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    ABSTRACT: Staphylococcus epidermidis strains isolated from nosocomial infections represent a serious problem worldwide. In various Mexican states several reports have shown isolates from hospitals with antibiotic resistance to methicillin. In Mexico City, there is scarce information on staphylococcal infections in hospitals. Here, our research findings are shown in a four-year period study (2006–2010) for Staphylococcus epidermidis strains. Susceptibility and/or resistance to antibiotics in SE strains were assessed by phenotypic and molecular methods as mecA gene by PCR, as well as the correlation with biofilm production for these isolates and the relationship to the infection site. Out of a total of 161 (66%) negative biofilm SE strains, just 103 (64%) SE strains were confirmed as MRSE by PCR to mecA gene. From 84 (34%) positive biofilm SE strains, 76 (91%) were confirmed as MRSE by PCR to mecA gene. Higher percentages of resistance to antibiotics and higher number of resistance markers were found in biofilm-forming clinical strains (9 to 14) than non-biofilm-forming SE strains (3 to 8). These research findings represent a guide to establish infection control programs for this hospital.
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    ABSTRACT: To revisited some aspects about diagnosis and management of nosocomial pneumonia in pediatrics.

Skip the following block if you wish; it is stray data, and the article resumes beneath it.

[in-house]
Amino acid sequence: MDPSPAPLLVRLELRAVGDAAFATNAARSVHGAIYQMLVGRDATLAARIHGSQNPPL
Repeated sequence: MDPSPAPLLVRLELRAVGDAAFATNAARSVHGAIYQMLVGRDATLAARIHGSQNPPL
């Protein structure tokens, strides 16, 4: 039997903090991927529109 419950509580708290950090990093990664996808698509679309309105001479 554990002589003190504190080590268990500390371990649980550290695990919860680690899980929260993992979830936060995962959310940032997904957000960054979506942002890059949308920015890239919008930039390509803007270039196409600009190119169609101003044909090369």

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    ABSTRACT: Introduction Nosocomial infection is a frequent complication in neonatal intensive care units (NICUs) attending patients who require lengthy hospitalization and frequent invasive techniques. Patients and methods This study is part of a prospective surveillance program for nosocomial infection in Spain. All patients admitted to NICUs between June 1999 and March 2005 were observed. CDC criteria were used as the standard definition for nosocomial infection. Results A total of 1236 neonates (58% male) were admitted during the surveillance period, involving 19,420 days in the NICU. The average birth weight was 1947.6 ± 1009.5 g and average gestational age was 32.9 ± 5.4 weeks. The most frequent associated pathology was respiratory distress (23.06%). A total of 316 nosocomial infections were diagnosed in 226 neonates, 76.7% affecting premature neonates (< 1500 g). The most frequent location was bacteremia (56.3%), and there was a predominance of coagulase-negative staphylococci (46.05%). Gram-negative microorganisms were isolated in 32.1% of the cases (Escherichia coli and Pseudomonas aeruginosa were the most frequent pathogens). Overall incidence of nosocomial infection was 25.6%. Overall mortality was 6.6%, with higher mortality in the group with nosocomial infections (8.7%). Conclusions Nosocomial infection rates are acceptable, with a typical epidemiological pattern for these units. Presence of a central catheter increased the risk. A program to promote proper hand washing should be considered. We do not recommend a continuing surveillance strategy in these units.